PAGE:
Fibre Broadband is rolling out right across the country right now. As superfast fibre becomes available to more and more households prices are starting to fall fast.
There are now many more fibre-optic broadband suppliers in the market and this is creating both price and service competition, bringing huge benefits to the end user.
MoneyMaxim can help you compare the offers that are available and find a great deal, whether you're after the fastest speeds or just want to take advantage of lower prices.
|Company||Broadband Limit||Special Deal||Offer||More Info|
|Unlimited||£27 a month for 24 months, includes line rental.||Save up to £393 v BT over 24 months|
|25GB||New Sky customers £28.99 per month including line rental and SkyTalk.£19.95 set up fee. 18 month contract.||Existing Sky customers £20 per month including line rental and SkyTalk.£19.95 set up fee. 18 month contract.|
|Unlimited at up to 50Mbps||£14.99 activation fee||£32.25 per month for 12 months,|
|Unlimited at up to 200Mbps||£14.99 activation fee||£45.25 per month for 12 months.|
Are the increasing number of fibre optic broadband packages over-priced and over-hyped, or the only way to stay connected? We ask whether superfast fibre optic internet is really worth the extra cost, or if your best bet is to stick with the cheaper option of an ADSL connection, at least until prices for fibre start to fall.
Find out what noticeable differences the extra speed will make to your everyday browsing and TV streaming experience, how urgent the need is to splash out on a superfast internet connection for your home, and when you can expect fibre optic broadband to become available across the UK, including in rural areas.
What is fibre optic broadband?
Ofcom classes superfast broadband as any connection offering speeds of 30Mbps or more. But an easier way of understanding it is to think of how it is delivered – standard (ADSL) broadband is transmitted over traditional copper phone lines, while superfast uses fibre optic cables.
Fibre optic’s key advantage is that it’s far quicker – the average ADSL speed is 5.9Mbps, compared to 34.9Mbps for Virgin Media’s fibre network, and 43.6Mbps for BT’s fibre network (also used by other internet service providers such as Plusnet and TalkTalk). Most ISPs offer a range of packages with different top speeds.
While this all sounds appealing, superfast broadband does, however, have two key drawbacks – price and availability. Even the cheapest package typically costs at least £10 more each month than standard ADSL and will usually lock you into a long contract. And even if you’re happy to pay the extra, many parts of the country still can’t access the faster networks.
Fast speeds allow for quicker downloads, and will also help to reduce the problems caused when different family members log on at the same time. They let you seamlessly enjoy services such as online radio, video on-demand and catch-up TV at the same time, while fibre’s faster upload speeds make life easier when you’re sharing photos online or making video calls.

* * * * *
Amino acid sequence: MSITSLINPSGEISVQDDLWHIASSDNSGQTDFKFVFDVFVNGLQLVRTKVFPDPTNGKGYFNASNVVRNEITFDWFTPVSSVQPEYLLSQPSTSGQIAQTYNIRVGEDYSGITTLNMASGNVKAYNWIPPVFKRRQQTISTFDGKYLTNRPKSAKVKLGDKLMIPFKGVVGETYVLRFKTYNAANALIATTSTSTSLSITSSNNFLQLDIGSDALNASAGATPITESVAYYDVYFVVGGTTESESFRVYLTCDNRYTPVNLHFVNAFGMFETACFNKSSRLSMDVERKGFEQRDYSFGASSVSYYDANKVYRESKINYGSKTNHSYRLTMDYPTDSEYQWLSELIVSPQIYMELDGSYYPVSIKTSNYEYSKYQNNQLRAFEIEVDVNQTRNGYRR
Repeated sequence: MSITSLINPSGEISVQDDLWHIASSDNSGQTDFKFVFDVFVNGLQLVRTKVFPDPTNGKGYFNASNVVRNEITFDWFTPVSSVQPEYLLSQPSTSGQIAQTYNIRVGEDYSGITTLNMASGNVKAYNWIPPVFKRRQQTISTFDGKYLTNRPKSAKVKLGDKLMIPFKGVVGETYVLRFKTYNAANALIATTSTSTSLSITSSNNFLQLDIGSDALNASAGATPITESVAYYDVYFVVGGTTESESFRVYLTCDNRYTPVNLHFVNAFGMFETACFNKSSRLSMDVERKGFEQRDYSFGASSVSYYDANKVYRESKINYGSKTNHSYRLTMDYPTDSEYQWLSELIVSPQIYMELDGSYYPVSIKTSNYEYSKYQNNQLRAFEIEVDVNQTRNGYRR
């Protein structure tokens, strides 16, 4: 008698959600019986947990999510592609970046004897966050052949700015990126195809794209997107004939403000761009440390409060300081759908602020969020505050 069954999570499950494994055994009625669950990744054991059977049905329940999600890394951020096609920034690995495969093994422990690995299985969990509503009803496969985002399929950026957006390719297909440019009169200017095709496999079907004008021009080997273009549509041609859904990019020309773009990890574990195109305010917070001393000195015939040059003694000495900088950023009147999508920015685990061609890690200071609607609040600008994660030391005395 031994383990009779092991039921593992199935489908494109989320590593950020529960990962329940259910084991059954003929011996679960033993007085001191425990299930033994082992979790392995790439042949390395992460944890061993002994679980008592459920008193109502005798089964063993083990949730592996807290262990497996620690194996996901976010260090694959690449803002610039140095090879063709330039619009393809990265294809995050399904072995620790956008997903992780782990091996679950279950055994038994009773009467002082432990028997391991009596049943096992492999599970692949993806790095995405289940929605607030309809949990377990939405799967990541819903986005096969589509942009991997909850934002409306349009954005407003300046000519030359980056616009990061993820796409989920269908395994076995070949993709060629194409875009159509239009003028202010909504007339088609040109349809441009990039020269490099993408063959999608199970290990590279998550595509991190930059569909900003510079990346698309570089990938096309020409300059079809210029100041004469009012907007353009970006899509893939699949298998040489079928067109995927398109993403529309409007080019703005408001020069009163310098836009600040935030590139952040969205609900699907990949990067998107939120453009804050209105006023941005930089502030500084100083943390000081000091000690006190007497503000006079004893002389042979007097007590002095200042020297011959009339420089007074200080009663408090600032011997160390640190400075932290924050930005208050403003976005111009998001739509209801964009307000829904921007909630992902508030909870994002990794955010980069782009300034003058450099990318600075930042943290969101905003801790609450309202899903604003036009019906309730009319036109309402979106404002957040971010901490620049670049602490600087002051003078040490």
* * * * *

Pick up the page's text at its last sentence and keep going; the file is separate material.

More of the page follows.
As the graphic below illustrates, at its fastest the difference between downloading a film from a service such as iTunes or BlinkBox is about 90 seconds for fibre optic vs around 20 minutes for ADSL. A good fibre connection should put an end to any stuttering and buffering of on-demand TV too; though so might switching to a different ADSL provider.
Fibre broadband is great but isn’t necessary for everyone. For browsing the web, checking emails, uploading the odd photo to Facebook and even streaming from BBC iPlayer or Netflix, you don’t need a superfast connection.
For iPlayer you need 2Mbps of sustained bandwidth to watch standard definition content or 3Mbps for high definition, while the minimum recommended broadband speed for Netflix is 1.5Mbps. However, you will likely benefit if you regularly:
While more than three-quarters of the UK can now get superfast broadband, large swathes of the country can still only access ADSL. These are typically rural areas, where the distance from the telephone exchange means that speeds can slow to a crawl.
Ofcom’s figures reveal that, although average speeds in rural areas are improving, the gap between them and urban areas has got wider (26.4Mbps vs 9.9Mbps) over the last year. In 2010, the government announced an £830 million strategy designed to improve this situation.
The plan was meant to ensure that by 2015, 90% of the population would be able to access superfast speeds of 24Mbps or more, and everyone would be able to get at least 2Mbps. However, the National Audit Office has revealed that the rollout is about two years behind schedule and only nine of 44 rural areas will now reach targets for high-speed internet by 2015. There was a revised target of reaching 90% of premises by December 2016.
This content was last reviewed on 01/02/2017